From Bert Dodson's Keys to Drawing:
There is a scene in an old Western film in which Danny Kaye, as the hero, is challenged by a dangerous gunslinger to a shootout in the street. As he walks toward the saloon door and into that street, well-meaning friends give him advice on his best chances of surviving. "The sun's in the west so keep him to the east," says one old-timer. "He stands up tall, so squat down low," says another. Someone else advises, "He shoots from his right, so lean to the left." Kaye desperately tries to remember these tips, but by the time he reaches the swinging doors, he's hopelessly confused, and we hear him muttering, "The sun's up tall, so lean to the west...he squats to his left, so shoot down low...he's east of his right so shoot at what's left..."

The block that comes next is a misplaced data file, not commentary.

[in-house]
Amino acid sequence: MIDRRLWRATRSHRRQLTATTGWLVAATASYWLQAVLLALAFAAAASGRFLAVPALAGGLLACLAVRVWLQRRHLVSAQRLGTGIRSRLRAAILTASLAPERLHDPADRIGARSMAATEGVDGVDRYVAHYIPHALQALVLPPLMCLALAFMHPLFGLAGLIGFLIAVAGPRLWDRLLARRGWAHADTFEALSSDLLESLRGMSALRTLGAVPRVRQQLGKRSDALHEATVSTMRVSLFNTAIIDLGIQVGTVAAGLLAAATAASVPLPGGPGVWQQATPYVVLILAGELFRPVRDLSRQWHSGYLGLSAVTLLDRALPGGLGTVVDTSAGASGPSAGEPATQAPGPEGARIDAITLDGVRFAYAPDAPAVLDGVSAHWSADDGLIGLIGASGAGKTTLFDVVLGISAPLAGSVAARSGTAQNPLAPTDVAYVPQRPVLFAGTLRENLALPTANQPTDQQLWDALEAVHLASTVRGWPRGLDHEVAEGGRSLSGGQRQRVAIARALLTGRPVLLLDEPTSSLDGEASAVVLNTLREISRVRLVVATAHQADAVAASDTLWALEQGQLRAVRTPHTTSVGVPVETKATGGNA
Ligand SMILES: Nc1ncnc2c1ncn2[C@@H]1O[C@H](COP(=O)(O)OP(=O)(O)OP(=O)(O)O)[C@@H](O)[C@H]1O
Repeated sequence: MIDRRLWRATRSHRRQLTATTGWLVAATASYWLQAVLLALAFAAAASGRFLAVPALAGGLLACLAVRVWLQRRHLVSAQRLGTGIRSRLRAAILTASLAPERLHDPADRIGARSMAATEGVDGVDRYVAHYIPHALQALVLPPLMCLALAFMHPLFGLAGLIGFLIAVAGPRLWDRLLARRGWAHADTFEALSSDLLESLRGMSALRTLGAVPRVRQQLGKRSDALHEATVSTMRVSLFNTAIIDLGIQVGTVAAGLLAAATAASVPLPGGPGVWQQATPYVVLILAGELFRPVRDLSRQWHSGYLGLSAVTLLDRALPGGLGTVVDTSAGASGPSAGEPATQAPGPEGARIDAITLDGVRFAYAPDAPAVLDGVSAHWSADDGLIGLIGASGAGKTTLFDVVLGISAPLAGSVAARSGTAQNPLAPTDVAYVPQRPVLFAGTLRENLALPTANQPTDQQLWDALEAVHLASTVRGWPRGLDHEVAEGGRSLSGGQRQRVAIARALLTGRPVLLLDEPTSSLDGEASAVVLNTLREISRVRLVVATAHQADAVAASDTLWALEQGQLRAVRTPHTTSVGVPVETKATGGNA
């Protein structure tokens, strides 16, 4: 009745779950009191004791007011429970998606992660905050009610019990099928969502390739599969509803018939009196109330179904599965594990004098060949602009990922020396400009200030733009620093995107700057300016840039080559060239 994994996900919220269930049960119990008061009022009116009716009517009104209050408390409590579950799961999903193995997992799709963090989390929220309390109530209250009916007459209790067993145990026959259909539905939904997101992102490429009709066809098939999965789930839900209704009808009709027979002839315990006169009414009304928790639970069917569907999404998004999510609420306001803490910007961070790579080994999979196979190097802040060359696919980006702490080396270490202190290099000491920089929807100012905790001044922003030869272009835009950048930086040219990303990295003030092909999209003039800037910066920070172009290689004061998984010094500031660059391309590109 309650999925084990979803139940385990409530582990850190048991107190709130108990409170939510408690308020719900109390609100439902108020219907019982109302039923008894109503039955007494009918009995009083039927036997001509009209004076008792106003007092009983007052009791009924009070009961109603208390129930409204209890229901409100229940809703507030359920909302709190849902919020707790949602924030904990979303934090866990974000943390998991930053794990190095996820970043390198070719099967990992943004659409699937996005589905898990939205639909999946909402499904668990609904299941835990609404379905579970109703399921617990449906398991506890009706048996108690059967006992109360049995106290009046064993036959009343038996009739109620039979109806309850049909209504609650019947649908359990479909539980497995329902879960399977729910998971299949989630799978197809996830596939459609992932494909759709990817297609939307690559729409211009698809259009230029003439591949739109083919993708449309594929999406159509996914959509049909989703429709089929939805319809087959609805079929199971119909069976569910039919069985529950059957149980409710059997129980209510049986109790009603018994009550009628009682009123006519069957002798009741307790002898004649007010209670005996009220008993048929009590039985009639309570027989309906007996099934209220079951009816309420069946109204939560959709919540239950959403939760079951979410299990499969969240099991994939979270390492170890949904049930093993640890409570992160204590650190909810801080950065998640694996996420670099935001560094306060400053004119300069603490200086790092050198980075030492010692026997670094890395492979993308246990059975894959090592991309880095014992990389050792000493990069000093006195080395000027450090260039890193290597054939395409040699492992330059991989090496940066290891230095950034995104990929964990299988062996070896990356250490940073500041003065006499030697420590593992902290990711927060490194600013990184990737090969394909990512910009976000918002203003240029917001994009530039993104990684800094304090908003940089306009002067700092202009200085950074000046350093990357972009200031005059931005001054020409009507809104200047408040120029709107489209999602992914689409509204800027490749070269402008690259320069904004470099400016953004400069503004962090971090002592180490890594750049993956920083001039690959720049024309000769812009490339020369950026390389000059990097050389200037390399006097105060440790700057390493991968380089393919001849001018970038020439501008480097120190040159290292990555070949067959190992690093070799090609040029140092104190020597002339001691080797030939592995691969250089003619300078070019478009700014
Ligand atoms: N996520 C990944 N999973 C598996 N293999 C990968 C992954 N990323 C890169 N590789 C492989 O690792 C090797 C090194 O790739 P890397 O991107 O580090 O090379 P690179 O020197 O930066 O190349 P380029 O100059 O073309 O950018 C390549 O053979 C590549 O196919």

Drawing, if approached as a set of instructions that must be remembered, can make us react very much like Danny Kaye in the scene above. No one I know draws that way because it is difficult to keep such a jumble of instructions in mind while drawing. Simply remember that there are many keys to drawing...With use they will be absorbed into your own system of drawing. We cannot bring to bear all our knowledge at once. What we can do is concentrate on our subject and trust our eyes.